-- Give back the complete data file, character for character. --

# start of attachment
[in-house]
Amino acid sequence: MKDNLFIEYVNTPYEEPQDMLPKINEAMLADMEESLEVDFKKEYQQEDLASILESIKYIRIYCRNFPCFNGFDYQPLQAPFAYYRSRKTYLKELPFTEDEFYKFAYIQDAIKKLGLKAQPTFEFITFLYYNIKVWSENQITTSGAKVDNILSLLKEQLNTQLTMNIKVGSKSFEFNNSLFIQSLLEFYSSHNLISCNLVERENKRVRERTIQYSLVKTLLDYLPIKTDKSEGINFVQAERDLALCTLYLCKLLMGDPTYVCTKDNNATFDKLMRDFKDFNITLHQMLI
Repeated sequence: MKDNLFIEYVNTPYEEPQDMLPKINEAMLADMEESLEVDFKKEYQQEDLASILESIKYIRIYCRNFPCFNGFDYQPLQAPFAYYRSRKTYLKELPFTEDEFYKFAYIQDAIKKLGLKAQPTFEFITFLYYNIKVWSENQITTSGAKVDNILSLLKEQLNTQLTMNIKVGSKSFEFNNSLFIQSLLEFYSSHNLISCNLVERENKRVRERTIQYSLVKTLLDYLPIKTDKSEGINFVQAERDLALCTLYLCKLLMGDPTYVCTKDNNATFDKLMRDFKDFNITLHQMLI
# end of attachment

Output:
[in-house]
Amino acid sequence: MKDNLFIEYVNTPYEEPQDMLPKINEAMLADMEESLEVDFKKEYQQEDLASILESIKYIRIYCRNFPCFNGFDYQPLQAPFAYYRSRKTYLKELPFTEDEFYKFAYIQDAIKKLGLKAQPTFEFITFLYYNIKVWSENQITTSGAKVDNILSLLKEQLNTQLTMNIKVGSKSFEFNNSLFIQSLLEFYSSHNLISCNLVERENKRVRERTIQYSLVKTLLDYLPIKTDKSEGINFVQAERDLALCTLYLCKLLMGDPTYVCTKDNNATFDKLMRDFKDFNITLHQMLI
Repeated sequence: MKDNLFIEYVNTPYEEPQDMLPKINEAMLADMEESLEVDFKKEYQQEDLASILESIKYIRIYCRNFPCFNGFDYQPLQAPFAYYRSRKTYLKELPFTEDEFYKFAYIQDAIKKLGLKAQPTFEFITFLYYNIKVWSENQITTSGAKVDNILSLLKEQLNTQLTMNIKVGSKSFEFNNSLFIQSLLEFYSSHNLISCNLVERENKRVRERTIQYSLVKTLLDYLPIKTDKSEGINFVQAERDLALCTLYLCKLLMGDPTYVCTKDNNATFDKLMRDFKDFNITLHQMLI